How Can Fox and Socks Rhyme?
Lesson 3 of 14
Objective: SWBAT recognize words that rhyme even if the ending letters are not the same. Student Objective: I can put rhyming pairs together by the way they sound.
Prior to the school day that this lesson is taught, send a note home to have students wear their craziest socks to school. The children love that I let them come to our rug time in their Stocking Feet for this lesson!
Children we are going to share a story by Dr. Seuss that is full of rhyming words. It is so tricky to read, that Dr. Seuss writes a warning in the front of the book. We are going to put our listening ears on, and find words that rhyme. Who can tell me something that they know about rhyming words? (The answers vary but what I generally hear is cat/hat; rhyming words sound alike, the ending of the words are spelled the same, etc.) Remember how I said this book is tricky? Well this book has rhyming words in it that are not spelled alike and they STILL rhyme! We are going to be on the lookout for them.
Listen carefully as I read the story, Fox in Socks. If you hear a rhyme, lock it in your brain.
My children will "grab" it with their hand and "push it" into their brains. I read the story to the class in a way that I hope does not tie my tongue too much.
Boys and girls, can you remember any of the rhyming pairs that we heard today while I was reading? I will write down any words on my chart that you can remember, but at the same time, you will be Writing Fox in Socks words on your whiteboards. As we look at the lists of words on the board, do you see any words that rhyme, but that are spelled alike?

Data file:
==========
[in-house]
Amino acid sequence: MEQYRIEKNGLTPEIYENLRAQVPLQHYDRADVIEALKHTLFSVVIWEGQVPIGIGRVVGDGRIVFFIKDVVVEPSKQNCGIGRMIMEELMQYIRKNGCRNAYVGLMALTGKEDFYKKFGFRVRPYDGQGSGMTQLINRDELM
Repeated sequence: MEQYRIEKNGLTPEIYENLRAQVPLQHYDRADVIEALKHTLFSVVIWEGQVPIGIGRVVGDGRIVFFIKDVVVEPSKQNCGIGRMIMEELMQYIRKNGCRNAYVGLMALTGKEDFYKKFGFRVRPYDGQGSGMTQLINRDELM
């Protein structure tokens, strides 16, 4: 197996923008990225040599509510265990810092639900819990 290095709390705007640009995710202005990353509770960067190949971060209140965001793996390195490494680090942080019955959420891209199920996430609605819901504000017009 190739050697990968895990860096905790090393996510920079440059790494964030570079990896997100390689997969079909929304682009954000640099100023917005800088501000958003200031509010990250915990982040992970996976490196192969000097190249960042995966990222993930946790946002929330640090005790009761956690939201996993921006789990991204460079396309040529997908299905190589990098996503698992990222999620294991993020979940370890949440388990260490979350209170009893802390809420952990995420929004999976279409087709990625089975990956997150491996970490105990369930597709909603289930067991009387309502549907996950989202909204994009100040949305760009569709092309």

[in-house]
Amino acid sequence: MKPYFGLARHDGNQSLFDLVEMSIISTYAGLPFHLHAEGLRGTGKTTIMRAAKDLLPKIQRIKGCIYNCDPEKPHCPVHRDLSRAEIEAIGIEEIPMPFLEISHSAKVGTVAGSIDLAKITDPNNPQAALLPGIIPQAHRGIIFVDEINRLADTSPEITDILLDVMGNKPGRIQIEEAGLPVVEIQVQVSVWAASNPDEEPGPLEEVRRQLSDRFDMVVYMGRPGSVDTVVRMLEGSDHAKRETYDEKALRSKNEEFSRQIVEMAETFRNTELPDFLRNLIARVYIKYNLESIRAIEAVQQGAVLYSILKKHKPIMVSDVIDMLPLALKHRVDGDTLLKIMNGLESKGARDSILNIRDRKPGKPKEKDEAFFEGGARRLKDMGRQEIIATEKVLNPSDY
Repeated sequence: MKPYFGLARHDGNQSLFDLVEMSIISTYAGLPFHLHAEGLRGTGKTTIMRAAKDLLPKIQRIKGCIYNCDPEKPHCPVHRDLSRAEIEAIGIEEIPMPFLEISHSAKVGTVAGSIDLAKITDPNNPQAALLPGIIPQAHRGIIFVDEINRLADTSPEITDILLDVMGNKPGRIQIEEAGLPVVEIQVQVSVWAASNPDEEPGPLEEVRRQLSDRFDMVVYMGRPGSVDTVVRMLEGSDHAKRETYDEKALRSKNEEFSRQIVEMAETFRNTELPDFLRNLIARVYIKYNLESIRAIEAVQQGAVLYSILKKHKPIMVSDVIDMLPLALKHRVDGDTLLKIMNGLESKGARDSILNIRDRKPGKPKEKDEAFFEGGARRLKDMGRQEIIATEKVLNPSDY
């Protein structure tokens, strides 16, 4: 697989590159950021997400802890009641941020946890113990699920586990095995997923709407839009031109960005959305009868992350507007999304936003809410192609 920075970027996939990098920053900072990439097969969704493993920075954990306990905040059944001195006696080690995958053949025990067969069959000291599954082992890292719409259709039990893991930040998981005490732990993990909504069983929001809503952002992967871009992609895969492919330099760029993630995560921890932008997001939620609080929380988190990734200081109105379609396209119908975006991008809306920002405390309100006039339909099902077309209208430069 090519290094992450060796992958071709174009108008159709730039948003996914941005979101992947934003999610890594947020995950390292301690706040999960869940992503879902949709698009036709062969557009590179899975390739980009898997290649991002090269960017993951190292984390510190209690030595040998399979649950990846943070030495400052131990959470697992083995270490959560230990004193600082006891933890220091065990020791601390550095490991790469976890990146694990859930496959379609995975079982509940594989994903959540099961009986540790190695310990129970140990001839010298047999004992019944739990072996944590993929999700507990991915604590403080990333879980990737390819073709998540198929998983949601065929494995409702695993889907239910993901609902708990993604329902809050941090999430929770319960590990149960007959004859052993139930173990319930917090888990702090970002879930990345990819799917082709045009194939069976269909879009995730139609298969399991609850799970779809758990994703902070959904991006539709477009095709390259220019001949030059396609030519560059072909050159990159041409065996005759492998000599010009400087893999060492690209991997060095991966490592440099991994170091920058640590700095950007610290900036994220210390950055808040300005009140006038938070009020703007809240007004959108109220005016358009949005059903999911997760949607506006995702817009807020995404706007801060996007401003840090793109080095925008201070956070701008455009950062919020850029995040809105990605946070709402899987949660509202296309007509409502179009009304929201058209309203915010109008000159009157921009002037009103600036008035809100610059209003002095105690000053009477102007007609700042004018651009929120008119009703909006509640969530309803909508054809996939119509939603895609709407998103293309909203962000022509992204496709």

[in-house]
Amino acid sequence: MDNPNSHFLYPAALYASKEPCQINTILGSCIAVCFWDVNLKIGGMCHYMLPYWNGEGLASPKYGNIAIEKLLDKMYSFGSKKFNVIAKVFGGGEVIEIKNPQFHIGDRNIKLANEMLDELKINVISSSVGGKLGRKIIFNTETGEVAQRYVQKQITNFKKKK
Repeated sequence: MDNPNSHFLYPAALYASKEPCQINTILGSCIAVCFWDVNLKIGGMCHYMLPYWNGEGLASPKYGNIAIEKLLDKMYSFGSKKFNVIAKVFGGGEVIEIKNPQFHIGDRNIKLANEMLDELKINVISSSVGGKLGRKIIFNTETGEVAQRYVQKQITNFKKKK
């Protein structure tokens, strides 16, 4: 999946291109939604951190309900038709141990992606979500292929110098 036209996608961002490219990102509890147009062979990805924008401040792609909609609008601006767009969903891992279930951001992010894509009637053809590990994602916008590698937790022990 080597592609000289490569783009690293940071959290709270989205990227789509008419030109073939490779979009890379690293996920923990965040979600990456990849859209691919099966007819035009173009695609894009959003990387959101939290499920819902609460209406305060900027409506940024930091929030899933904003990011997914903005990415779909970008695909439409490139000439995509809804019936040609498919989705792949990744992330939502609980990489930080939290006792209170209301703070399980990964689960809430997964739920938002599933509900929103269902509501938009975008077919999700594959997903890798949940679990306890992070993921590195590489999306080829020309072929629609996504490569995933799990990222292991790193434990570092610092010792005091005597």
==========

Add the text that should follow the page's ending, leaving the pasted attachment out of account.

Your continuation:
Rhyming books, like Fox in Socks, draw the children's attention to rhyming patterns, serving as a basis for extending vocabulary. Using initial letter cues, children can learn many new words, taking the familiar word “bake” as a strategy for figuring out a new word, “lake.” Further, as I engage children in shared writing, I can pause before writing a word, say it slowly, and stretch out the sounds as the children write it. Such activities in the context of real reading and writing help children attend to the features of print.
We look at the lists and comment on what we see. "I see an "x" in fox, but socks ends in three letters." "Fox and box have an "o" and an "x". "These words are almost the same."
Now that we have a great list of rhyming words, we are going to make a Fox in Socks puppet. Once we have our puppets made, we will write a pair of rhymes on the fox's socks. When this project is finished, you will share your rhyme with a friend.
The fox had lots of socks that he needs to have paired up. When we go to our Word Work station, you will have a job to match the rhyming socks. The socks have magnets on the back and will "stick" to the cookie sheet. Once your socks are paired up, you can check the answer socks sheet to see if you found the matches. Then, your job will be to copy the words to a word work page, so I may check your work.
An alternate way of using this sheet would be to have the children find the rhyming pairs and color them the same way and then compare them to the answer sheet.